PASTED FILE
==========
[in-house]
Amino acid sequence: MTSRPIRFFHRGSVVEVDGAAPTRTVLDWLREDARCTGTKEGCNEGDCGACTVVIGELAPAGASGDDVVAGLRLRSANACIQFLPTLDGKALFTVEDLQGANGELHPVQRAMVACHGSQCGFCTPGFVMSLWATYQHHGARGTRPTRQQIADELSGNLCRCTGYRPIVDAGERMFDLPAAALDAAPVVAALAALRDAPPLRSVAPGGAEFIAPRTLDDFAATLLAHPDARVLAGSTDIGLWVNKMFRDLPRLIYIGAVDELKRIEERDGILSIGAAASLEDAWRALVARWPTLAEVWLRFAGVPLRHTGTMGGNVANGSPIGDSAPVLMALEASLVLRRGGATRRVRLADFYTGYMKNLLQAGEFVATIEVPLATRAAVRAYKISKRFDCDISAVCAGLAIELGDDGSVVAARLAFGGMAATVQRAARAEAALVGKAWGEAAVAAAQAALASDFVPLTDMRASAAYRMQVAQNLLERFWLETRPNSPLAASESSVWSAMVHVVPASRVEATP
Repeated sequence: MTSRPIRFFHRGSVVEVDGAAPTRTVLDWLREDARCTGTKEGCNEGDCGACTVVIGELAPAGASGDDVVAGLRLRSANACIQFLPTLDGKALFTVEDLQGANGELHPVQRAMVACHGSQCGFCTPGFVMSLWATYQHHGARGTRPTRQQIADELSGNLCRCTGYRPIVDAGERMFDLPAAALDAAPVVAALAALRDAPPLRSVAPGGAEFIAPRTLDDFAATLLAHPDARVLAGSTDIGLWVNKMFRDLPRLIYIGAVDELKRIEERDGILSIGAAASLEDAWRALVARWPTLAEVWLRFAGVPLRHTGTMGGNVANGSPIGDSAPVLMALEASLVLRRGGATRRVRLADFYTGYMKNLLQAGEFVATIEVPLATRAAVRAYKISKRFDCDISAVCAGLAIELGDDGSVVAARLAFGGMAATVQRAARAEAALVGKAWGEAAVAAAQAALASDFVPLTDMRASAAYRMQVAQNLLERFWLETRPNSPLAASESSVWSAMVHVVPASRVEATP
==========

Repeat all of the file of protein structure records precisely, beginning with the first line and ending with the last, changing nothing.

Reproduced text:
[in-house]
Amino acid sequence: MTSRPIRFFHRGSVVEVDGAAPTRTVLDWLREDARCTGTKEGCNEGDCGACTVVIGELAPAGASGDDVVAGLRLRSANACIQFLPTLDGKALFTVEDLQGANGELHPVQRAMVACHGSQCGFCTPGFVMSLWATYQHHGARGTRPTRQQIADELSGNLCRCTGYRPIVDAGERMFDLPAAALDAAPVVAALAALRDAPPLRSVAPGGAEFIAPRTLDDFAATLLAHPDARVLAGSTDIGLWVNKMFRDLPRLIYIGAVDELKRIEERDGILSIGAAASLEDAWRALVARWPTLAEVWLRFAGVPLRHTGTMGGNVANGSPIGDSAPVLMALEASLVLRRGGATRRVRLADFYTGYMKNLLQAGEFVATIEVPLATRAAVRAYKISKRFDCDISAVCAGLAIELGDDGSVVAARLAFGGMAATVQRAARAEAALVGKAWGEAAVAAAQAALASDFVPLTDMRASAAYRMQVAQNLLERFWLETRPNSPLAASESSVWSAMVHVVPASRVEATP
Repeated sequence: MTSRPIRFFHRGSVVEVDGAAPTRTVLDWLREDARCTGTKEGCNEGDCGACTVVIGELAPAGASGDDVVAGLRLRSANACIQFLPTLDGKALFTVEDLQGANGELHPVQRAMVACHGSQCGFCTPGFVMSLWATYQHHGARGTRPTRQQIADELSGNLCRCTGYRPIVDAGERMFDLPAAALDAAPVVAALAALRDAPPLRSVAPGGAEFIAPRTLDDFAATLLAHPDARVLAGSTDIGLWVNKMFRDLPRLIYIGAVDELKRIEERDGILSIGAAASLEDAWRALVARWPTLAEVWLRFAGVPLRHTGTMGGNVANGSPIGDSAPVLMALEASLVLRRGGATRRVRLADFYTGYMKNLLQAGEFVATIEVPLATRAAVRAYKISKRFDCDISAVCAGLAIELGDDGSVVAARLAFGGMAATVQRAARAEAALVGKAWGEAAVAAAQAALASDFVPLTDMRASAAYRMQVAQNLLERFWLETRPNSPLAASESSVWSAMVHVVPASRVEATP